The latest snafu


This just in:

NHS left reeling by cyber-attack: ‘We are literally unable to do any x-rays’

Ah, the magic of computers and technology rears its ugly head once again.   This time, it isn’t just business documents and pictures of your vacation.  This time, entire systems that can mean life or death for people are being compromised.   While this may have been another technological tour-de-force, at one point, someone who is responsible for these tools, or those who use them, might be faced with a Twilight Zone/karmic retribution of some sort.  Imagine those who built these tools for ‘good’ having their family members not be able to get an X-ray (see above), because the very computers their tool infected were disabled.

There’s a great Buddhist story (the details are forgotten) about someone watching a cruel person do nasty things to another.  In the story, the Buddhist weeps, not for the person receiving the blows, but the one who is giving them, since they know the karmic effects on the person who is committing those acts.

Things have a way of biting back.  It is very hard to put the ‘genie back in the bottle’, as we discovered with other weapons of mass destruction.


  • Anybody taking more action to backup their data/update their machines because of this?
  • When do you think this stuff will really start to kill people in larger numbers?
  • The Internet of Things is going to magnify this than we might possibly ever imagine.  Anyone having second thoughts?



The unknown price


While having a discussion with a younger colleague, they asked me about investing.   As mentioned by a few others, my take on the financial markets is the same – they are essentially broken, in a fundamental way.   We can’t determine what anything is worth, so “investing” isn’t investing, it is gambling – the worst kind.   Not that gambling is inherently bad; people do it all the time, but they know it is gambling – taking a measured risk for a measured reward.   What is so bad about the way the system is constructed now is that people think they are investing, but they actually are gambling without knowing they are gambling.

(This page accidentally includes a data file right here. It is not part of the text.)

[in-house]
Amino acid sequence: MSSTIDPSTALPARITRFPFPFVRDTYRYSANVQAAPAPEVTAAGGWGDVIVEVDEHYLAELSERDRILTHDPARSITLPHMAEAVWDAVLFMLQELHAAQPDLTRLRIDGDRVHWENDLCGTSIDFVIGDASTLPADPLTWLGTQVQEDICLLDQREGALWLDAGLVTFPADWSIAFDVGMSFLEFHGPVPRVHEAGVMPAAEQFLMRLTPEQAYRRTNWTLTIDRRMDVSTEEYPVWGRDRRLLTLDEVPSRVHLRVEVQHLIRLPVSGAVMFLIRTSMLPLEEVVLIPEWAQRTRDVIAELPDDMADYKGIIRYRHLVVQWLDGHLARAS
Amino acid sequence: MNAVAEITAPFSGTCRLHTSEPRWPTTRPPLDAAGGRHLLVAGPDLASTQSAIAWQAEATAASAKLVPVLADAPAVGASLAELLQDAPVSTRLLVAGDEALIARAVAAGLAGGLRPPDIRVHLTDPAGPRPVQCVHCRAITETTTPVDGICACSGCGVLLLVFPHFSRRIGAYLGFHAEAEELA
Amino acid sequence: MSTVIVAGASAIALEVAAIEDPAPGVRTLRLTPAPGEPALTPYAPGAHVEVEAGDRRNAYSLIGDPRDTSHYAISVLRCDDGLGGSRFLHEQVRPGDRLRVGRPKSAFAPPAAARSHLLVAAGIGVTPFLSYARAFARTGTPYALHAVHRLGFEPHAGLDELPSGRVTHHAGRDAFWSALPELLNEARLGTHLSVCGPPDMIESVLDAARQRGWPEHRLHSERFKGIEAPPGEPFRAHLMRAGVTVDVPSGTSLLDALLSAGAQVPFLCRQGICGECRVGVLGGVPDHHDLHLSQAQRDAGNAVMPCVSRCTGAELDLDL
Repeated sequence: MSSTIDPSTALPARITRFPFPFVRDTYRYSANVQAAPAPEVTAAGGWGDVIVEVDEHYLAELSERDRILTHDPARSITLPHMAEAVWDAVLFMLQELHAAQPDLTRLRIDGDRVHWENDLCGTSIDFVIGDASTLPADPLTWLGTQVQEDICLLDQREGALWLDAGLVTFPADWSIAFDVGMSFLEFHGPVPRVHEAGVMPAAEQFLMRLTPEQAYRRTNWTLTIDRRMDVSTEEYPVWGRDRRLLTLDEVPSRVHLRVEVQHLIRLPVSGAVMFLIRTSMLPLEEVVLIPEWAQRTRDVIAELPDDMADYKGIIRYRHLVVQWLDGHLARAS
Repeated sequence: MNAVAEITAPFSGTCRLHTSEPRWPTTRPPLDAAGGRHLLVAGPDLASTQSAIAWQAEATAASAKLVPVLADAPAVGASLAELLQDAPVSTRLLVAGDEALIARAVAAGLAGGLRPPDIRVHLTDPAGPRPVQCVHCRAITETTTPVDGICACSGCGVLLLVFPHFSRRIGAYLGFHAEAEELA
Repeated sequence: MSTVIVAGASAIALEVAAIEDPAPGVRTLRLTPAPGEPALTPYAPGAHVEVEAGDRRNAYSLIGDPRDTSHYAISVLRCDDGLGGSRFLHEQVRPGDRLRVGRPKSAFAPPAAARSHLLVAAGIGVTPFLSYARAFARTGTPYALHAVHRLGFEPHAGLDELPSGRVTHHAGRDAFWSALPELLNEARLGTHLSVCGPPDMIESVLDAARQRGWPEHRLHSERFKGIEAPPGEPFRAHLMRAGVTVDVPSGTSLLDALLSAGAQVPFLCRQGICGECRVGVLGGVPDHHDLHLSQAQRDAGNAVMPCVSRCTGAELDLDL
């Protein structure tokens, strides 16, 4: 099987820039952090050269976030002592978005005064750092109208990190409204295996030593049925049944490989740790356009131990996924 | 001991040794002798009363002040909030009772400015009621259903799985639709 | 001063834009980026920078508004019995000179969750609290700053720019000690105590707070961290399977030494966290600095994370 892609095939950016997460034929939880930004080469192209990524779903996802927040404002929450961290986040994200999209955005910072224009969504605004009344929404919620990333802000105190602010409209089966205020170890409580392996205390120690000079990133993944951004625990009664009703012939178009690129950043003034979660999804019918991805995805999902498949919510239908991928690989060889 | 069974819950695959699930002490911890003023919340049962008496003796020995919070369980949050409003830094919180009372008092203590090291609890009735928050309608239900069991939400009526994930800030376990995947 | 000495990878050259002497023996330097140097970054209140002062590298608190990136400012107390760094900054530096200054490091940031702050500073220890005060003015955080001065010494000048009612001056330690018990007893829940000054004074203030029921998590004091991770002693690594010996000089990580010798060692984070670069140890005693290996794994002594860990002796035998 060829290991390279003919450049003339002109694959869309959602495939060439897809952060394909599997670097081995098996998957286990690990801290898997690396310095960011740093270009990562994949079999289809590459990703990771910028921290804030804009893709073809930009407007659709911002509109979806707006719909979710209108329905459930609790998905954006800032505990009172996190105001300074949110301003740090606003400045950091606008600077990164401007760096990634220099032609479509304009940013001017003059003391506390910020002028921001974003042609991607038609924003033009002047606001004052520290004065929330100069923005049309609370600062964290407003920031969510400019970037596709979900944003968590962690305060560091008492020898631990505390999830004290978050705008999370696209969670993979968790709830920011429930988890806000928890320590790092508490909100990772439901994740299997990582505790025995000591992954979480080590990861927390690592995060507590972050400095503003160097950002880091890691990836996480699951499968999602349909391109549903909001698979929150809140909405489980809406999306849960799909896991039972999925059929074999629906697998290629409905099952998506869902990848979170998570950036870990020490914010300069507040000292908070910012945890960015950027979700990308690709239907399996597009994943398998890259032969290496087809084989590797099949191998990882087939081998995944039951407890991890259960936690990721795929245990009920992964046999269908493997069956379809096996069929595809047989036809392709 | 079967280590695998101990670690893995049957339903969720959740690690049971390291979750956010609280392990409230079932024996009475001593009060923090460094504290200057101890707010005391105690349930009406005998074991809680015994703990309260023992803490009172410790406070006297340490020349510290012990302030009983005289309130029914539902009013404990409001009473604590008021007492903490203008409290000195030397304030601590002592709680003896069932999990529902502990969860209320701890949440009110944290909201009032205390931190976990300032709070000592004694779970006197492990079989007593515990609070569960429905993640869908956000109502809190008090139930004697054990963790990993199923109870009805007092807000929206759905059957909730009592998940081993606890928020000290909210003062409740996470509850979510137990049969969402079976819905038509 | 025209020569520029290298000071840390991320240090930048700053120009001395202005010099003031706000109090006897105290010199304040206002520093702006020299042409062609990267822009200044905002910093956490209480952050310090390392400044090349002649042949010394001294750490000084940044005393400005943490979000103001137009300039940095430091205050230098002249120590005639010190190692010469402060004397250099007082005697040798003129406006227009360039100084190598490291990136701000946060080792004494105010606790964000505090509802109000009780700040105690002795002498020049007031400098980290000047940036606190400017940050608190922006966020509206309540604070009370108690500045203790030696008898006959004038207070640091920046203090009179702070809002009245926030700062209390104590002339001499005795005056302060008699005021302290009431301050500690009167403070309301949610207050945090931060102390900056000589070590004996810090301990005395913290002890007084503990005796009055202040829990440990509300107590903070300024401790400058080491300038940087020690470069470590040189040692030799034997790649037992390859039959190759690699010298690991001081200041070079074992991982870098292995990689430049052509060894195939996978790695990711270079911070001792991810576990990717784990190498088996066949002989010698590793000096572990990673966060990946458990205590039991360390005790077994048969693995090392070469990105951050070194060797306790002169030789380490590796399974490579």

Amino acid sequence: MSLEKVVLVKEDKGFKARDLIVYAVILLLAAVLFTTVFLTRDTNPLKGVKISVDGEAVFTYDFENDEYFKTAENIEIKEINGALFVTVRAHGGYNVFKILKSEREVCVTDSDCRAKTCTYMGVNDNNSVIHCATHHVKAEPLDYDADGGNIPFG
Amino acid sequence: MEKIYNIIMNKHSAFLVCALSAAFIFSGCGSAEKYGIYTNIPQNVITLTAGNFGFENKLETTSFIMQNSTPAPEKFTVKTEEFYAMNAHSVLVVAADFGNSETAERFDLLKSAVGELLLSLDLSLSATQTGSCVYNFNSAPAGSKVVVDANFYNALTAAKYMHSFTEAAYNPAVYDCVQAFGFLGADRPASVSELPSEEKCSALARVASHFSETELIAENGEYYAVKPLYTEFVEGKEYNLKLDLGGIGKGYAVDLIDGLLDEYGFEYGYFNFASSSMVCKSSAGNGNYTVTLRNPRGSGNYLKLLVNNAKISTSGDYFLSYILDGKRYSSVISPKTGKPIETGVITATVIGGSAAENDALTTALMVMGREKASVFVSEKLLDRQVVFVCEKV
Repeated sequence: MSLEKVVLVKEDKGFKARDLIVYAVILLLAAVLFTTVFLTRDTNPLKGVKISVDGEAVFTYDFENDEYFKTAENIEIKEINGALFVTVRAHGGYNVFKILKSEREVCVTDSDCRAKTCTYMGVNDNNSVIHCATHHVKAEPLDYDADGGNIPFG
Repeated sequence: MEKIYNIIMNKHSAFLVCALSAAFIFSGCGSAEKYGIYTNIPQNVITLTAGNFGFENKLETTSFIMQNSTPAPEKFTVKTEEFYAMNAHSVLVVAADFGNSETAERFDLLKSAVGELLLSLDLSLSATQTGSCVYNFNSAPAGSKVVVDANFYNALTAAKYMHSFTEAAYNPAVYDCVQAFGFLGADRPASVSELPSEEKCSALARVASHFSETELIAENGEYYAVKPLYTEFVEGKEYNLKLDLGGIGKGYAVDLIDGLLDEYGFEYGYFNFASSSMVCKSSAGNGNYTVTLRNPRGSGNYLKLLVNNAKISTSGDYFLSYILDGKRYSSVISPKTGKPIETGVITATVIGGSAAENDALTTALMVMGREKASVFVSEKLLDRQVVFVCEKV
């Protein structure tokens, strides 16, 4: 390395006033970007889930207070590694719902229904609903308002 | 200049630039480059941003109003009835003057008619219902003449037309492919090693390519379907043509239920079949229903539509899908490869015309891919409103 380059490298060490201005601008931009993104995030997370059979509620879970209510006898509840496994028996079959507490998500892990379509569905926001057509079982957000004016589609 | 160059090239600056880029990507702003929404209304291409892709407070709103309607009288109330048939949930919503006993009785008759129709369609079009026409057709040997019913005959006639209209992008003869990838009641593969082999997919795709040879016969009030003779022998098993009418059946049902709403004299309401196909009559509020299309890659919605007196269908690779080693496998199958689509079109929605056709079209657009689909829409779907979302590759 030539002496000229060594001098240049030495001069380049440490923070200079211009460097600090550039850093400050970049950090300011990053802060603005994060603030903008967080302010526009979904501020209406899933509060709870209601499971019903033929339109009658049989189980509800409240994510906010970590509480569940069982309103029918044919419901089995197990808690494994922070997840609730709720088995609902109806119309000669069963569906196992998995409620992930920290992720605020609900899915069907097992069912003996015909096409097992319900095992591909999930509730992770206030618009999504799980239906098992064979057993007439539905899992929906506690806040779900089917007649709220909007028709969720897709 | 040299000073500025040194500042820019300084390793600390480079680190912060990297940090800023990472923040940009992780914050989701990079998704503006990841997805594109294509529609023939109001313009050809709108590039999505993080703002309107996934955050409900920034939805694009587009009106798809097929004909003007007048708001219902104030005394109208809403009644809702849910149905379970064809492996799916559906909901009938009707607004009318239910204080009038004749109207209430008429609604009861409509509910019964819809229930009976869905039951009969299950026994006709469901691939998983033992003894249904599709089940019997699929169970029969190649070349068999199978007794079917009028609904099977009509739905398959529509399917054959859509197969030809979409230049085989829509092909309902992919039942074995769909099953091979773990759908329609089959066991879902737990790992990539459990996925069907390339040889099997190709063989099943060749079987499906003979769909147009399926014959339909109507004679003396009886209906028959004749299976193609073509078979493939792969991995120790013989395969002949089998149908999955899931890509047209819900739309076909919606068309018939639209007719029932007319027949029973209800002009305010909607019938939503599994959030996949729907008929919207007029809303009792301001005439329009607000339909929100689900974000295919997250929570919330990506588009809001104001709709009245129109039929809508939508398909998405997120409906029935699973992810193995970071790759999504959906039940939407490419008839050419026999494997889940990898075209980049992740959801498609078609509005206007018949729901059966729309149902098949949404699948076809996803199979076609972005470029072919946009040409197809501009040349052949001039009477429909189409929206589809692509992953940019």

We can blame the Fed for the mechanics of this, of course – they artificially set the actual interest rate, which is the most critical factor in determining whether an investment of any kind is financially viable.  Since this is artificially set (and has been set close to zero for a long time), things are so out of whack, it’s difficult to tell where to even know where a price for anything might be.


  • How do we get back to reality, in any human endeavour, even one as “simple” as finance?
  • Will only a crash bring us back?

It’s been about two years now, since this blog was started on a weekly basis.  No particularly grand ideas or overarching themes; just a variety of observations on a few interesting topics.  A few times, a muse has struck and a longer essay has been written, maps are drawn, or flags sketched, but commentary has been relatively light. The basic tenets haven’t changed much, for sure.

Much needs to be done, and perhaps writing here isn’t the best use our resources.  Yes, something strikes, a note will be written, but perhaps the well has run dry.  Time to muse on future directions, and what should be done with our time.


Don’t push the pink skins to the thin ice

There’s an amazing Star Trek fan film, Prelude To Axanar, that was squashed by Paramount not too long ago.

The film brings up two points; one in the real-world sense, and one taken from the fictional realm.

The first, is that a dedicated group of people who care about what they are doing can make some very impressive art.   When you watch the film, you feel like you’ve been transported to a real-life documentary about a war that happened “not too long ago”, perhaps like a documentary on the Vietnam War.   For the amount of money they spent, they created something real, lifelike, and certainly true to what Gene Roddenberry intended, and perhaps even more.   When one recalls all the horrible science fiction films that have been created with huge budgets, you can see that it is a lack of caring that probably sinks these films, not the budget.  When you care, you can create masterpieces out of (practically) thin air.

The second, from the fictional realm of the film, was a great line made by a Vulcan ambassador (around 7:24), in reference to an “Andorian acquaintance” who made the comment “Don’t push the pink skins to the thin ice.”  The essence of this was that when “on the ropes” humans will fight back with an incredible tenacity.   Mish Shedlock, recently wrote something that echoes along these lines on his blog.   When pushed to the edge, who knows what will happen?   Let’s hope calmer and wiser heads prevail.   As Jenny Holzer once wrote in an art piece, “People won’t behave if they have nothing to lose.”


  • What are some examples of amazing art made a on shoestring budget?  Amazing pieces of engineering?
  • Backing people into a corner, in many (but not all) endeavors, is generaly not a prudent move.  But it always seems to happen, and the people who push too hard can sometimes find out the hard way that this wasn’t a brilliant plan.   How can this be avoided?  What are some of the hallmarks of getting what you want, without having an opponent “go berserker“?

The Wait

P/E ratio for the S&P 500, past 100 years